Tracing River Kaveri
By night the river is a mirror, reflecting not just the boulders at the water's edge but the gibbous moon as well.
Next morning I'm back, just as the sun is rising on the far horizon. I assumed she would be a mirror again reflecting the seamless sky, but her mood is different, for I see, a vibrant river flowing to become one with the sea.
It's mid-morning and she becomes one gurgling, singing river, showing her fullness like a woman who has just discovered her womanhood. But the sea is far, far away and before she reaches it she's heading for a fall, at Hogenakkal. We reach this waterfall by evening. There's an old tea shop and the chaiwala is busy. I wait. He asks if I want some masala chai. I tell him that the one thing I want to know is the meaning of Hogenakkal. I want to know from someone living in this area. He smiles, handing me his spiced tea.
The word Hogenakkal, he says, is formed of two Kannada words - hoge and kal. When the river water falls on the rocks it appears as if hoge, smoke, is emanating from the rocks, hence Hogenakkal - smoking rocks.
of a rooster at dawn
awakens me ...
what conversations I had
with the moon last night
Middle of the Night
A book about Ramana Maharshi tells me that the saint used to get up at 3 am to work in the kitchen. Many of his students and co-travellers on the spiritual path, would help him at this hour of the morning because they enjoyed his silent company: no questions, no clarifications, just simple, silent work. They all benefited from his silence in those hours. The Buddha, too, woke up early, and they say he was aware even in deep sleep — there was no change in his awareness between sleep and waking hours.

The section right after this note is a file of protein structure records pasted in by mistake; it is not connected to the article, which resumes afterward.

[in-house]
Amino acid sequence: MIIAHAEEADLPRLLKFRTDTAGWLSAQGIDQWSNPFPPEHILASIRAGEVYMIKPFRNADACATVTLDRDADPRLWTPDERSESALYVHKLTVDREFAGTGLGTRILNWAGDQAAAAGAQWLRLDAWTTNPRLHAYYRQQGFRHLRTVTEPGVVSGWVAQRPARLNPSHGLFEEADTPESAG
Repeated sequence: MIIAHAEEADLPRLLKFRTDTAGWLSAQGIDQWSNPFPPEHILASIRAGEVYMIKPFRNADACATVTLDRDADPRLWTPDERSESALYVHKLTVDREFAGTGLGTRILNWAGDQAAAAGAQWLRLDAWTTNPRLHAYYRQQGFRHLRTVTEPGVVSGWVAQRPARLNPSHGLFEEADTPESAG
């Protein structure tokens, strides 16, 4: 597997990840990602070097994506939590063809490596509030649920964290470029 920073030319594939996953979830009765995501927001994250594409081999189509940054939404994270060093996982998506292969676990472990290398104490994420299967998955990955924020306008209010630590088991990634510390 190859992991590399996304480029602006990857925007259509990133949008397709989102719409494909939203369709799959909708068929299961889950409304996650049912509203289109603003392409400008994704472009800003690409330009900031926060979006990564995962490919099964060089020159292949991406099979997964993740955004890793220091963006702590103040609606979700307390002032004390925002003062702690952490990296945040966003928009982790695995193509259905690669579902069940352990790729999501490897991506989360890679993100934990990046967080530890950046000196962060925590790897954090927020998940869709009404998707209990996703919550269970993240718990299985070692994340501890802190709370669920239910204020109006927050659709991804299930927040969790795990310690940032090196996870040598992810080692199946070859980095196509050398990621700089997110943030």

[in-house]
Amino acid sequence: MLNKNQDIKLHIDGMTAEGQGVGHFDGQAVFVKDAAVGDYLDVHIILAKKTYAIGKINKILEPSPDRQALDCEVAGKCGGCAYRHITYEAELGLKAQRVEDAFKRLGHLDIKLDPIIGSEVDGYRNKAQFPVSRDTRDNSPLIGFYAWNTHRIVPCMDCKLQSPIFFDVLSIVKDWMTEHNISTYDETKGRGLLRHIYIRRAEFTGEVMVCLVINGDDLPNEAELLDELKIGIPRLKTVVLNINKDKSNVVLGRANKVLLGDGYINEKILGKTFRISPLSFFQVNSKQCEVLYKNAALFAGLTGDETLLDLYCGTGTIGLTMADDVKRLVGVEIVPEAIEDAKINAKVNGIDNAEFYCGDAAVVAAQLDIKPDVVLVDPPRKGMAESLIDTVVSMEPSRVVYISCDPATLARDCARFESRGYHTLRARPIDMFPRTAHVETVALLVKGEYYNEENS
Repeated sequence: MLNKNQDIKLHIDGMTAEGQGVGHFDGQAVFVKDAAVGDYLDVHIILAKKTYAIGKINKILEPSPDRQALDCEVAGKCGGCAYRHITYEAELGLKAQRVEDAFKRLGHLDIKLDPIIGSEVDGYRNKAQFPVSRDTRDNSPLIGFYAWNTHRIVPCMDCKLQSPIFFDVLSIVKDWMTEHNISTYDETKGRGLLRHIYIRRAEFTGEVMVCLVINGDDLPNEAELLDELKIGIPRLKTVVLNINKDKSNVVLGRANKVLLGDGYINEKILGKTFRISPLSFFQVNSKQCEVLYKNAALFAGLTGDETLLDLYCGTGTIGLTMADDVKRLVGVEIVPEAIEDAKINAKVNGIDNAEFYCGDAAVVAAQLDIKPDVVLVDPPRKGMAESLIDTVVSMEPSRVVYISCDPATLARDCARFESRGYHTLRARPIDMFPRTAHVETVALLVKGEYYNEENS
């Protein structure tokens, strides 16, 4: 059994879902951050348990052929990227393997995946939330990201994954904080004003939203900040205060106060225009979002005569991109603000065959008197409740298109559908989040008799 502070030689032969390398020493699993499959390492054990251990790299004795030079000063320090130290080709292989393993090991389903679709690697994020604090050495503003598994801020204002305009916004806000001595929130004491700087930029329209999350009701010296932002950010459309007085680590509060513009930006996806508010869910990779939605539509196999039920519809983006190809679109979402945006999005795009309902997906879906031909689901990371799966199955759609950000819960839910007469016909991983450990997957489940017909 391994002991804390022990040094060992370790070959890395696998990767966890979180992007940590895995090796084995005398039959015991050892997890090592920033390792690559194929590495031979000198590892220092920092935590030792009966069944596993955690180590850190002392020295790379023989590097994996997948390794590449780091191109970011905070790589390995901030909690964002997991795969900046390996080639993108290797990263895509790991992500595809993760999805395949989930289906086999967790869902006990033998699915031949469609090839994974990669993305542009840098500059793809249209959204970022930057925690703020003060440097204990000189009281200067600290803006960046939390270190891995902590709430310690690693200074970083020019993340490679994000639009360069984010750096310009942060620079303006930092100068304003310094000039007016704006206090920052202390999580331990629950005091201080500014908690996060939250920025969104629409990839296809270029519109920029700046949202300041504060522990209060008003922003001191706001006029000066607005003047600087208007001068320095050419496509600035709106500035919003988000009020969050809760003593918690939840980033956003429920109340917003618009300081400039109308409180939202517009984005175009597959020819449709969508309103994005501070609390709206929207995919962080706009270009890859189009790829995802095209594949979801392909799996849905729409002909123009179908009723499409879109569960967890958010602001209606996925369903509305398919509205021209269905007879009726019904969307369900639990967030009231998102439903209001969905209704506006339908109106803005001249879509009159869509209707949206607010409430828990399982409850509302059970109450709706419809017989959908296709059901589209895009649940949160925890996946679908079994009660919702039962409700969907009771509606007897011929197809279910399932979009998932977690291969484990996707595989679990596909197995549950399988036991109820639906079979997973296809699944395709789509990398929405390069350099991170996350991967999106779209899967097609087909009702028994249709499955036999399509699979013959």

I'm wondering if, as we get older, we lose the art of sleeping and then convince ourselves that sleeping fewer hours is a good thing? Maybe Ramana Maharshi and The Buddha suffered from insomnia …?
I just learned that certain fish cannot sleep for more than six minutes at a stretch. If they sleep longer, they die, because they forget to breathe. They always live in a group, so that they wake each other up.
snuggled in time and space ...
my racing pulse
Poet, editor, anthologist, festival director, Kala Ramesh’s initiatives culminated in founding ‘INhaiku' to bring Indian haikai poets together in 2013. She has been a dedicated and foremost advocate of haiku and allied Japanese poetry forms including tanka, haibun and renku in India. Her book of haiku and haibun, Beyond the Horizon Beyond was declared a finalist in the Rabindranath Tagore Literary Prize 2019, and received a certificate for ‘excellent contribution to literature’. Her next book of tanka, tanka prose and tanka dohe: The Forest I Know has been picked up by HarperCollins for publication in July 2021.